The Cystic Fibrosis Trust
11 London Road
Bromley
Kent
BR1 1BY
Tel: 020-8464 7211
www.cftrust.org.uk
Cystic Fibrosis is inherited; both parents have to carry the faulty gene for a child to be affected. Although I don't know whether both my parents were carriers, the fact they lost two children soon after birth makes me think that the babies probably did have CF - the complications were similar. I had myself tested when I became pregnant and found that although I was a carrier my husband, John, was not, so we knew our child would be fine.
The Cystic Fibrosis Trust was formed in 1964 when the average life expectancy for a CF sufferer was approximately five years old. It is now over thirty! In forty-six years the Trust’s work has come a long way and current research into gene therapy has opened up the prospect of CF sufferers having a normal life span. The Trust is trying to raise money to fund a consortium of three teams of gene therapists working towards a cure. The UK consortium represents the largest group worldwide working in the field and the teams are at the forefront of research. The CF Trust relies on private donations to be able to carry out its work.
Researchers are trying to discover the causes of Cystic Fibrosis and why some people are not diagnosed until late in their lives. It was a huge leap forward when the single faulty gene was found, presenting the real possibility that CF will be the first genetic illness to be cured. There's no doubt it will be cured. With greater funding the research will be quicker and more lives will be saved.
It was scary when Rachel was at university and her parents couldn’t be sure she was taking care of herself. She has done extremely well though; she travelled for a year after graduating, spending six months in Australia, and remained in good health, but had a hard time when she returned to a London winter with all the colds and so much flu about. Her main responsibility now is to keep as healthy as possible. She loves her present job as a photo researcher for a magazine. She is also a keen photographer and has published photos online.  We hope, with all the wonderful research work being done by the CF Trust, that very soon there will be a cure for Rachel.
CF is progressive and life-threatening. What is so urgently needed is a cure. Without one, the only option is a heart and lung transplant. A CF sufferer will be put on a waiting list in the final stages of the disease, when still strong enough to survive the operation. There are success stories but, tragically, many die. Alice Martineau, the talented singer who released the hit album Daydreams, had CF and died aged thirty while waiting for a heart, lung and liver transplant. Her tragedy is one among many - there just aren't enough donor organs, and even after the operation there is still the problem of rejection. Thankfully this is something Rachel hasn't had to think about.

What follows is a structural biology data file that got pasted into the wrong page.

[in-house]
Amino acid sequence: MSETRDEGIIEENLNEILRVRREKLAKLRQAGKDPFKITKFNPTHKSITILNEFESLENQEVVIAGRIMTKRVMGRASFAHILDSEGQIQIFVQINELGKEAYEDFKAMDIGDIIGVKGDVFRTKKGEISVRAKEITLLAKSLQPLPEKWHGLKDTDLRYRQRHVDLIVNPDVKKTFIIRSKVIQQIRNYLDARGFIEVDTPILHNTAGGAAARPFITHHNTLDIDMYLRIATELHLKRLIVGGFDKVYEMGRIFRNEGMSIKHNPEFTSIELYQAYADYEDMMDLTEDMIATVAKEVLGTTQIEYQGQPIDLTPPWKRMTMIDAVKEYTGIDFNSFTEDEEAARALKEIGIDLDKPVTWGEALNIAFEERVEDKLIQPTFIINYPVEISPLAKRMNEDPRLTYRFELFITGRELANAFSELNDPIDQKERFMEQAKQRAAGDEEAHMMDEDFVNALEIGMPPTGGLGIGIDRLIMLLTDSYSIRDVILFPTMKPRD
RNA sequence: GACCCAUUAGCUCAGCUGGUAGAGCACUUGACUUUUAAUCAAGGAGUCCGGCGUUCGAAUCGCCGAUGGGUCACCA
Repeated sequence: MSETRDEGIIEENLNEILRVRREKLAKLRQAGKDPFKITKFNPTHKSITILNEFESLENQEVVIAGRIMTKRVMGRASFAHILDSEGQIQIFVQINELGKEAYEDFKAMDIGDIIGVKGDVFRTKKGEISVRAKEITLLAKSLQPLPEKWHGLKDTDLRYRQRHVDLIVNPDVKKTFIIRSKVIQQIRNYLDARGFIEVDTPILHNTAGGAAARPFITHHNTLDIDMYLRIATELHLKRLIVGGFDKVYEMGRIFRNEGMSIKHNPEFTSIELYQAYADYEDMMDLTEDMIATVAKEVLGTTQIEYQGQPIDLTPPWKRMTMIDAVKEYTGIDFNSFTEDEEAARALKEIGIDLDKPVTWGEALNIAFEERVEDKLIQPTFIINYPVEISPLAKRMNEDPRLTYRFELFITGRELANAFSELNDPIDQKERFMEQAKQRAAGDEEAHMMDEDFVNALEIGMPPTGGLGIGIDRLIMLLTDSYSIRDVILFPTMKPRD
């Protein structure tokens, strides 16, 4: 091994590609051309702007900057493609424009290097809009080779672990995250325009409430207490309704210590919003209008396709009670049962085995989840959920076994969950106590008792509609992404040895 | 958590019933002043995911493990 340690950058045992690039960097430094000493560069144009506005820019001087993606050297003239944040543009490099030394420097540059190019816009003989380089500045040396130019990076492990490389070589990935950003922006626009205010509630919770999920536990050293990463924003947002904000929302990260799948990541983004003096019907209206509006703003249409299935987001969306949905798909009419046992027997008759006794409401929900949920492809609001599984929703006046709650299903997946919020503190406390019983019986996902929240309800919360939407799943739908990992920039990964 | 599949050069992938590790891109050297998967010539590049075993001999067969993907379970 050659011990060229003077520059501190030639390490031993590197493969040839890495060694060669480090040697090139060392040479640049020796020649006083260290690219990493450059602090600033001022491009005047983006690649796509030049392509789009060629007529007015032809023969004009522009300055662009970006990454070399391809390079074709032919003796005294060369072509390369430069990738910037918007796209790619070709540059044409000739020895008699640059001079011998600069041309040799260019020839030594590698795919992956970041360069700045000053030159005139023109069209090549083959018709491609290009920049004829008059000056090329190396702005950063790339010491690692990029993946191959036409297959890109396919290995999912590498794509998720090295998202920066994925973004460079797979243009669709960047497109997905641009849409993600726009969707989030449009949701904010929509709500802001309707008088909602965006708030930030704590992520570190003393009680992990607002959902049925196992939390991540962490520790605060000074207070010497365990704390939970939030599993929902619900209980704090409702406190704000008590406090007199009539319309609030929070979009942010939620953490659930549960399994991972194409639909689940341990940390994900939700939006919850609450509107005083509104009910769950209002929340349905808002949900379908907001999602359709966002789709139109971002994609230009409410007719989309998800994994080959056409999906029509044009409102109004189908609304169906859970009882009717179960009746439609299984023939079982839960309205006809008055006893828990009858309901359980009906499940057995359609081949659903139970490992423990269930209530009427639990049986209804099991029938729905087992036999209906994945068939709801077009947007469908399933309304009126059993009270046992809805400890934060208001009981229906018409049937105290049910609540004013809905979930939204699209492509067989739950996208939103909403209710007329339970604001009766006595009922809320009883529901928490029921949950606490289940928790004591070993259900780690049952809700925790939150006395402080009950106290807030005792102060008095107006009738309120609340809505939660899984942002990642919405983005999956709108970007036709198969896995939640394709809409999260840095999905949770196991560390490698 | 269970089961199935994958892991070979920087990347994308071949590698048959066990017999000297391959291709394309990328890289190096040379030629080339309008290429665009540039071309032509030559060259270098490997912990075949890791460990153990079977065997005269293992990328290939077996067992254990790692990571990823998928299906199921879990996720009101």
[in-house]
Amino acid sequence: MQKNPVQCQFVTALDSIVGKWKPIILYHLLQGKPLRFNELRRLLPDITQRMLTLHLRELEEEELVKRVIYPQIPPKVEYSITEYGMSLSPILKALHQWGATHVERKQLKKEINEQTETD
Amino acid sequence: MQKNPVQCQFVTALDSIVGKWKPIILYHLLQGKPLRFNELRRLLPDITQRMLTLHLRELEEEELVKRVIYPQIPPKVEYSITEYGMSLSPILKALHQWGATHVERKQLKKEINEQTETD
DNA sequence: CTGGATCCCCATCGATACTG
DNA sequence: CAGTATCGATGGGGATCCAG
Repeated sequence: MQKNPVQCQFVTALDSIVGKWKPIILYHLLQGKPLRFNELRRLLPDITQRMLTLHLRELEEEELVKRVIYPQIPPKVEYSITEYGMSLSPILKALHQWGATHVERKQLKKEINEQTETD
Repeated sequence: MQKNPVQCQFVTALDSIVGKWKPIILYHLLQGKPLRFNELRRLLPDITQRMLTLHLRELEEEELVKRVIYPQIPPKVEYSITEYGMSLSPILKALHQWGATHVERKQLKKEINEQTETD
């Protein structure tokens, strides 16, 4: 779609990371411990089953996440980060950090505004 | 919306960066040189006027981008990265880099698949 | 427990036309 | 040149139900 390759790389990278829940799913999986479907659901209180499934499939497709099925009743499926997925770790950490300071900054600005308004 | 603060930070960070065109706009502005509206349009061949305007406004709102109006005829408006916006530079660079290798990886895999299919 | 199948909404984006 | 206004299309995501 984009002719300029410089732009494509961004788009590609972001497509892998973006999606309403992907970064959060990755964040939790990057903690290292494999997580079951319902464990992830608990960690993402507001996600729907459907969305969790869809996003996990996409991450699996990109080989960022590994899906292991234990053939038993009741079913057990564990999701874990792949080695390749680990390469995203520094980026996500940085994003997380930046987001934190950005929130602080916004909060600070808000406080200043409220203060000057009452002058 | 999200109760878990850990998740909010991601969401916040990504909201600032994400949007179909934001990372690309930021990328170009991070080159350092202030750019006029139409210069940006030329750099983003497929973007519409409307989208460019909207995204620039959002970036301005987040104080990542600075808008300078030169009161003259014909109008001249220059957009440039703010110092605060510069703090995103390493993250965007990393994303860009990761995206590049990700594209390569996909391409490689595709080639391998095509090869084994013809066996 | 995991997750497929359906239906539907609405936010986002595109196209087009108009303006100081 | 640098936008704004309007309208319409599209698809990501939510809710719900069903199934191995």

Cystic Fibrosis derives its name from the fibroids clustered around the pancreas. The disease first affects the lungs, making them extremely susceptible to infection, and over time they become more and more damaged. The condition requires constant daily attention in terms of drugs and general care. This is both expensive and interferes with leading a normal life.
Research has come on a long way. We now know so much more about the illness than we did in those early days. Treatments have developed to an extent that there is a realistic hope that a cure is just around the corner. The UK has been at the forefront of gene therapy but there remains a long way to go.
I have watched and enjoyed Rachel growing up. There have of course been difficulties - but Jonathan and Caroline have always been determined to give Rachel a healthy, normal life and they have managed to accommodate CF with the least amount of fuss.
We soon discovered that as both parents were carriers they had a one-in-four chance of conceiving another child with CF. Thirty-two years ago there was no real information available to help us come to terms with a genetic illness that affects five new babies and claims three lives a week.
At six months old my niece, Rachel, was diagnosed with Cystic Fibrosis, a hereditary, life-threatening disease for which as yet there is no cure. I remember my brother, Jonathan, and his wife, Caroline, being over the moon at the birth of Rachel, their first child. Then within months their happiness was torn apart.
Jenny Agutter's Official Website
Jenny and the CF Trust
Jenny and the CF Trust